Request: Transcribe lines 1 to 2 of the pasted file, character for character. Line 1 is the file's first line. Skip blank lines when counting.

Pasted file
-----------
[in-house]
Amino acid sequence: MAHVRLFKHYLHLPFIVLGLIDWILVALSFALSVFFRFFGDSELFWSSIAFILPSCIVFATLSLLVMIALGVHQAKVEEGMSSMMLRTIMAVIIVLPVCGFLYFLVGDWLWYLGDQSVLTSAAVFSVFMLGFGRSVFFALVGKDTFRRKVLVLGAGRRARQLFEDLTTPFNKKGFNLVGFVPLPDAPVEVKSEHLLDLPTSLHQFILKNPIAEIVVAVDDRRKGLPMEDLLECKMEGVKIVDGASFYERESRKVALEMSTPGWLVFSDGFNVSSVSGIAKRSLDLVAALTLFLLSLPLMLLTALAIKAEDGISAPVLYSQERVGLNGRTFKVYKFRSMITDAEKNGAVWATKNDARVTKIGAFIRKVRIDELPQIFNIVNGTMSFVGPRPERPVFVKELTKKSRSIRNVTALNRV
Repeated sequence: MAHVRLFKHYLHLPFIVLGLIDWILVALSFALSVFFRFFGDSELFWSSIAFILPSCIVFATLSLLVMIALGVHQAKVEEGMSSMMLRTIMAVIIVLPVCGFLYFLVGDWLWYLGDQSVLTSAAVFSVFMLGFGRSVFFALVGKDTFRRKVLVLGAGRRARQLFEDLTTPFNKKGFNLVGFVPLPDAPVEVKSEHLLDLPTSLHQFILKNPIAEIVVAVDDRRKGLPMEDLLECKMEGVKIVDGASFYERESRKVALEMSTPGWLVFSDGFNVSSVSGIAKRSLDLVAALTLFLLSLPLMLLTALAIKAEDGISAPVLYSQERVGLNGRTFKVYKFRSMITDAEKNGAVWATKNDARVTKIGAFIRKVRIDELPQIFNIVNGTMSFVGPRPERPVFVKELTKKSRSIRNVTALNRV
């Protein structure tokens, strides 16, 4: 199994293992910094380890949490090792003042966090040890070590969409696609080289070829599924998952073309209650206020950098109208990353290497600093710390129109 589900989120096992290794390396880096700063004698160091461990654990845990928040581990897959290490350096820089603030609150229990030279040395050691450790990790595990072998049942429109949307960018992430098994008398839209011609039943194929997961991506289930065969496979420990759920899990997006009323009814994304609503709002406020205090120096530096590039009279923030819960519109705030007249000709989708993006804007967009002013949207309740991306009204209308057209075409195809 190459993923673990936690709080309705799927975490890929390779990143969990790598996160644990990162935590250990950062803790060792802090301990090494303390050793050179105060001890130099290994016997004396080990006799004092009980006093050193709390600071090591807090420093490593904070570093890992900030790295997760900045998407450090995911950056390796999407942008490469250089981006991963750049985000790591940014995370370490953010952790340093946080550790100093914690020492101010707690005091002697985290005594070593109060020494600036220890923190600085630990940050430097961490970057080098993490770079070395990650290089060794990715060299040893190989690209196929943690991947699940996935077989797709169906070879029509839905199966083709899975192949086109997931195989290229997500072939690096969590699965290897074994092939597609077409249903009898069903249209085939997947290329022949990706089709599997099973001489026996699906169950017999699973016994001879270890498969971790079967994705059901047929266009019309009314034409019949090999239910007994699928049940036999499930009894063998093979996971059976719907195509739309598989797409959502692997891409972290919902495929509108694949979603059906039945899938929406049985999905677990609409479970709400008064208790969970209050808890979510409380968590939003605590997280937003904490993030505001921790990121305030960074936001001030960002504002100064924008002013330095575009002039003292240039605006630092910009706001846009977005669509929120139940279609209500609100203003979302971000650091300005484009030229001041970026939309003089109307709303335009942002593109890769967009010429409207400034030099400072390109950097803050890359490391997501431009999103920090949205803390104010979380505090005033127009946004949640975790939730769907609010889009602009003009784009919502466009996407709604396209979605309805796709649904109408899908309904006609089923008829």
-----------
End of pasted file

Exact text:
[in-house]
Amino acid sequence: MAHVRLFKHYLHLPFIVLGLIDWILVALSFALSVFFRFFGDSELFWSSIAFILPSCIVFATLSLLVMIALGVHQAKVEEGMSSMMLRTIMAVIIVLPVCGFLYFLVGDWLWYLGDQSVLTSAAVFSVFMLGFGRSVFFALVGKDTFRRKVLVLGAGRRARQLFEDLTTPFNKKGFNLVGFVPLPDAPVEVKSEHLLDLPTSLHQFILKNPIAEIVVAVDDRRKGLPMEDLLECKMEGVKIVDGASFYERESRKVALEMSTPGWLVFSDGFNVSSVSGIAKRSLDLVAALTLFLLSLPLMLLTALAIKAEDGISAPVLYSQERVGLNGRTFKVYKFRSMITDAEKNGAVWATKNDARVTKIGAFIRKVRIDELPQIFNIVNGTMSFVGPRPERPVFVKELTKKSRSIRNVTALNRV